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on to his becoming a member of the Amphictyonic league. The mischief, however, was done, and in order to prevent still more serious consequences, Demosthenes, in B. C. 346, delivered his oration " on the peace" (pepi\ ei)rh/nhs), and the people gave way. From this time forward the two political parties are fully developed, and option of the Olynthiac orations, with notes, by C. H. Frotscher and C. H. Funkhänel, Leipzig, 1834, 8vo. 5. On the Peace The oration on the Peace, delivered in B. C. 346. Respecting the question as to whether this oration was actually delivered or not, see Becker, Philippische Reden, i. p. 222, &c., and Vömel, Prolegom. ad Orat. in date. 55. *Kata\ *Dionusodw/rou bla/bhs *Kata\ *Dionusodw/rou bla/bhs, B. C. 329. 56. *)/Efesis pro\s *Eu)bouli/dhn *)/Efesis pro\s *Eu)bouli/dhn, after B. C. 346. 57. *Kata\ *Qeokri/nou e)/ndeicis *Kata\ *Qeokri/nou e)/ndeicis, belongs to B. C. 325, but is probably the work of Deinarchus. (Dionys. Deinarch. 10; Argum.
Dercylus or DERCYLLUS (*Derku/los, *De/rkullos), an Athenian, was one of that embassy of ten, in which Aeschines and Demosthenes were included, and which was sent to Philip to treat on the subject of peace in B. C. 347. In B. C. 346, the same ambassadors appear to have been again deputed to ratify the treaty. (See the Argument prefixed to Dem. de Fals. Leg. p. 336; Aesch. de Fals. Leg. p. 41; Thirwall's Greece, vol. v. p. 356; comp. the decree apud Dem. de Cor. p. 235; Classical Museum, vol. i. p. 145.) Dercylus was also one of the envoys in the third embassy (*e)pi\ tou\s *)Amfiktu/onas), which was appointed to convey to Philip, then marching upon Phocis, the complimentary and cordial decree of Philocrates, and to attend the Amphictyonic coullncil that was about to be convened on the affairs of Phocis. When, however, the ambassadors had reached Chalcis in Euboea, they heard of the destruction of the Phocian towns by Philip, and of his having taken part entirely with the Thebans, and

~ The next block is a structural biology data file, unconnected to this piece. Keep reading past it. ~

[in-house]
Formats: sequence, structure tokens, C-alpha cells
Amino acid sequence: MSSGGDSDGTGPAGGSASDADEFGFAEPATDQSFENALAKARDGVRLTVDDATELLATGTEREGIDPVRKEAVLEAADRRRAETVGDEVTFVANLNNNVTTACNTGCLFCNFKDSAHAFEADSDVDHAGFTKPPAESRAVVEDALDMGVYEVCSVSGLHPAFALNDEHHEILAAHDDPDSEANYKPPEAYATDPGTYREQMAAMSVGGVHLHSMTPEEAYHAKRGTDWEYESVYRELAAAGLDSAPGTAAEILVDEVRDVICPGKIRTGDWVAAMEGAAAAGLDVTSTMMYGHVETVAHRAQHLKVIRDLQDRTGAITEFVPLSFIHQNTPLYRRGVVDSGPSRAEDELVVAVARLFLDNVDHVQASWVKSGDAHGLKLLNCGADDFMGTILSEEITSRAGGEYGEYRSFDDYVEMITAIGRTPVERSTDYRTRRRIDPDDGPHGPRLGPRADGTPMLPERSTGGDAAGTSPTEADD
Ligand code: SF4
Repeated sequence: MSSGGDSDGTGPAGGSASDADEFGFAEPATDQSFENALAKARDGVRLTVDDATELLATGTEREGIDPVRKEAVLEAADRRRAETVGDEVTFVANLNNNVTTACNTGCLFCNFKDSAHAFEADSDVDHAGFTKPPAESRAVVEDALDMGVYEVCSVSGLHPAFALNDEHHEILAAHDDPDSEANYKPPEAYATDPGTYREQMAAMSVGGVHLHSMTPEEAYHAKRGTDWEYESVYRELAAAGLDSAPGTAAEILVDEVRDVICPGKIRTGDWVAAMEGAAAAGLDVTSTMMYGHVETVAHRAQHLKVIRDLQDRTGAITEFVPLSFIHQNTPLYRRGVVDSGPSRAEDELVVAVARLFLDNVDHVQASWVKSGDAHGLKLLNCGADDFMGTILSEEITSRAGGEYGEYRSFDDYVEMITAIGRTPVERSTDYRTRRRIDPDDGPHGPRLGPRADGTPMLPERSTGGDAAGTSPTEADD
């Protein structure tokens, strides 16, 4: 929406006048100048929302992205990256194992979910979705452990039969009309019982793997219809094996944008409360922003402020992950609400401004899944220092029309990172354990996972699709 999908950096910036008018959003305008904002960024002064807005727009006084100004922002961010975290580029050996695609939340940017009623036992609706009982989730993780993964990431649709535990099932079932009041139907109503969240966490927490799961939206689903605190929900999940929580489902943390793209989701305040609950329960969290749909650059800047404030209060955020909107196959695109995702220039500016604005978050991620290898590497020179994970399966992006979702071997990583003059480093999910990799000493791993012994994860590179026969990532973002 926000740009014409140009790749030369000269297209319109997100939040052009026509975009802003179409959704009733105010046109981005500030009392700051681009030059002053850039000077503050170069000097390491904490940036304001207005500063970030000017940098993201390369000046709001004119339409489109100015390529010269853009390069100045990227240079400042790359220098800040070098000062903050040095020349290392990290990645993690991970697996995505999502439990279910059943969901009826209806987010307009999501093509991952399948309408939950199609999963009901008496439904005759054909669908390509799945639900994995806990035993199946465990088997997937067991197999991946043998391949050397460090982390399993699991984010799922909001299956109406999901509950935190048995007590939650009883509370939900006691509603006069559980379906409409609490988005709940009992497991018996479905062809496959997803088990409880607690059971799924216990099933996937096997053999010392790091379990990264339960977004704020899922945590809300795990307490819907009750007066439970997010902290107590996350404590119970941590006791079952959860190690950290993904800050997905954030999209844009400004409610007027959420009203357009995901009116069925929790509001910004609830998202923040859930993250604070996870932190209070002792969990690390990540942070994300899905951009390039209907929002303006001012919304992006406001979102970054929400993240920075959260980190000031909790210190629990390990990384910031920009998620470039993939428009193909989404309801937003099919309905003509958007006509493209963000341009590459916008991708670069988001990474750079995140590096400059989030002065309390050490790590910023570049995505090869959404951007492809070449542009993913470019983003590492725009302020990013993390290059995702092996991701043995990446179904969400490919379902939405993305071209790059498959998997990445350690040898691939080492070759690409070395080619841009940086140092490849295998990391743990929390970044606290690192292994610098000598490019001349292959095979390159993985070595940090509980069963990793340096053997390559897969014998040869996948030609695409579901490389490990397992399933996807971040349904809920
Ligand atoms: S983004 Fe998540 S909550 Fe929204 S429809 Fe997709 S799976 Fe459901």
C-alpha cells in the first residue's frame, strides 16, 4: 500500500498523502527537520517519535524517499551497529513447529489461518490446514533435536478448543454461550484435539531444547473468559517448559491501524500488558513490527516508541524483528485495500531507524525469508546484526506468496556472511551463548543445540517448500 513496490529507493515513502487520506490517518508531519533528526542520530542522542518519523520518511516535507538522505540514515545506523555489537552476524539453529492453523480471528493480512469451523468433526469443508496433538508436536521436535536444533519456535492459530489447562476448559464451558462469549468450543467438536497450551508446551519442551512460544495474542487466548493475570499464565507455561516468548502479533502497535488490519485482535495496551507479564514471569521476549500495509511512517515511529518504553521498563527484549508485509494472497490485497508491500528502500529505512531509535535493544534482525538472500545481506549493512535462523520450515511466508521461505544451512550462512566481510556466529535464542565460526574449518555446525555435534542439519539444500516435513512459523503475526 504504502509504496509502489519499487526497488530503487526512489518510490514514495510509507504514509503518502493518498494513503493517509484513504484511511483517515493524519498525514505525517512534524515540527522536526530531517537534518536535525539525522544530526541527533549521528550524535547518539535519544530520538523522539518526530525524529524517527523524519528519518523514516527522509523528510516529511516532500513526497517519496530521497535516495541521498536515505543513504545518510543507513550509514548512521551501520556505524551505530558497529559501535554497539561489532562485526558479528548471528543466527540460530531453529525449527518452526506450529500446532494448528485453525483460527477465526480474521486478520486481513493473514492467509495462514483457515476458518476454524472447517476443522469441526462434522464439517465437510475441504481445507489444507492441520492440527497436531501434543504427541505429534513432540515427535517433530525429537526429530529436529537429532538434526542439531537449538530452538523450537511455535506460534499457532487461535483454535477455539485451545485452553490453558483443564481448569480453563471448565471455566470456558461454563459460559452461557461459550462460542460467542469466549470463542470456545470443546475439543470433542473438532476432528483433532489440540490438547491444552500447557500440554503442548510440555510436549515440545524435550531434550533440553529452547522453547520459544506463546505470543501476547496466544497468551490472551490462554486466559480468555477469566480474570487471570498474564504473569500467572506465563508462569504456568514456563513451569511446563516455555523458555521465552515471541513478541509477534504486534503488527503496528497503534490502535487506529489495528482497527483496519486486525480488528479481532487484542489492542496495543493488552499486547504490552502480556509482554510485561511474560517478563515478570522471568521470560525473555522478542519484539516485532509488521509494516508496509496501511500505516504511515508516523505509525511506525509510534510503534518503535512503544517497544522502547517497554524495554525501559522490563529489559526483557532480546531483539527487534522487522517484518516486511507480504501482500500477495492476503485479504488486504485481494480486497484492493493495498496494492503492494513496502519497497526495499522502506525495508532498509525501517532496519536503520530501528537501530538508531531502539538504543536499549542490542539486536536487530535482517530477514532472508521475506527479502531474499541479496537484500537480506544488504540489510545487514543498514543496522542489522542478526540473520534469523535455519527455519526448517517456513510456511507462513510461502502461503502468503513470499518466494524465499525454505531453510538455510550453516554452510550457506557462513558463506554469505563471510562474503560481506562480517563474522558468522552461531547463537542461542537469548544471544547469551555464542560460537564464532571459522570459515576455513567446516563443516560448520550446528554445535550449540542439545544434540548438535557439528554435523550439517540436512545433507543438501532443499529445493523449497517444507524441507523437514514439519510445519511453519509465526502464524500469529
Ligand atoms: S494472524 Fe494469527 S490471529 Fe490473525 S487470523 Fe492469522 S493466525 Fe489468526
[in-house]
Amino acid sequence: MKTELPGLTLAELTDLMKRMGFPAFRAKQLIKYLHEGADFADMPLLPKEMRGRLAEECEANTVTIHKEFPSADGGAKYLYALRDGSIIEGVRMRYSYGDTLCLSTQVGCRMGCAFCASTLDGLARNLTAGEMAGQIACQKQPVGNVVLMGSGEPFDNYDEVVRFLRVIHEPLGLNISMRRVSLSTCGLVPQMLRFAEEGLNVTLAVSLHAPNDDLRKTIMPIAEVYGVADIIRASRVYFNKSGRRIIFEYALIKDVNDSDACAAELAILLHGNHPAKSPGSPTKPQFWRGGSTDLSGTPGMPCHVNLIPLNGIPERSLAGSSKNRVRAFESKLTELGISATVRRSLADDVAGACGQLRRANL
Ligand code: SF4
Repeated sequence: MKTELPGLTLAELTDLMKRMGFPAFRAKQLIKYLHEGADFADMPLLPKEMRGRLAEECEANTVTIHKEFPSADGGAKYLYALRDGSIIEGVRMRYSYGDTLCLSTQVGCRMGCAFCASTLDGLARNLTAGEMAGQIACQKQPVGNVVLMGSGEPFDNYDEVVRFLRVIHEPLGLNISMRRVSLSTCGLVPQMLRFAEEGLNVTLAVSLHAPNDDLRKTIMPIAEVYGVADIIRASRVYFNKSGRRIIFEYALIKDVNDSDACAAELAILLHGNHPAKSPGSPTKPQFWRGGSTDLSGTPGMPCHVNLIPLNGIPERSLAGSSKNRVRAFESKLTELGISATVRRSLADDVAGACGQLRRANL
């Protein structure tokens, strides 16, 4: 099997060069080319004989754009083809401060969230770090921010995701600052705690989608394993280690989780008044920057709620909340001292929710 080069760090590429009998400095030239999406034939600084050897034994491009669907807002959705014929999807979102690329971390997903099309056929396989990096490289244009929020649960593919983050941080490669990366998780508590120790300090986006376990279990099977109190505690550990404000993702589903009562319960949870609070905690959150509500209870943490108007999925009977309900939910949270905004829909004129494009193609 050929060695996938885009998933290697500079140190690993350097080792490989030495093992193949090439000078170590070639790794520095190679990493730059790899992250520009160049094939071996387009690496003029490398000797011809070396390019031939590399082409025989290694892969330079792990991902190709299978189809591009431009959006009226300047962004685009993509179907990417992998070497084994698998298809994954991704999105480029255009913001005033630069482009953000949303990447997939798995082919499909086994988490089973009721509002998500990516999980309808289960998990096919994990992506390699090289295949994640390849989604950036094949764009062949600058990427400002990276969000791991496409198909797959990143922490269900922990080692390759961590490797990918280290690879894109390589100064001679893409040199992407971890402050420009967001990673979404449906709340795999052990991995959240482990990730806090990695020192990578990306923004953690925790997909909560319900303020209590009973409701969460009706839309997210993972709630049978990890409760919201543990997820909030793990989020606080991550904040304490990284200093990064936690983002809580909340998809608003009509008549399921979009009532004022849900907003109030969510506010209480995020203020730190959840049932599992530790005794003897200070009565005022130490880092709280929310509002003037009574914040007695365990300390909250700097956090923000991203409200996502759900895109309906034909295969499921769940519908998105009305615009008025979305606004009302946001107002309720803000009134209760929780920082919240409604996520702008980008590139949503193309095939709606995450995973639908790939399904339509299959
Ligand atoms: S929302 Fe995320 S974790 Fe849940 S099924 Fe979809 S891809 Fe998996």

A Dictionary of Greek and Roman biography and mythology (ed. William Smith), Diony'sius or Diony'sius the Younger or the Younger Diony'sius (search)
great rapidity. Callippus, the murderer of Dion, was in his turn driven from the city by Ilipparinus (son of the elder Dionysius by Aristomache, and therefore nephew of Dion), who reigned but two years: another of Dion's nephews, Nysaeus, subsequently obtained the supreme power, and was in possession of it when Dionysius presented himself before Syracuse with a fleet, and became master of the city by treachery. According to Plutarch, this took place in the tenth year after his expulsion, B. C. 346. (Diod. 16.31, 36; Justin, 21.3; Athen. 11.508; Plut. Tim. 1.) The Locrians meanwhile took advantage of his absence to revolt against him : they drove out the garrison which he had left, and wreaked their vengeance in the most cruel manner on his wife and daughters. (Strab. vi. p.260; Clearch. apud Athen. xii. p. 541.) Dionysius was not however able to reestablish himself firmly in his former power. Most of the other cities of Sicily had shaken off the yoke of Syracuse, and were governed s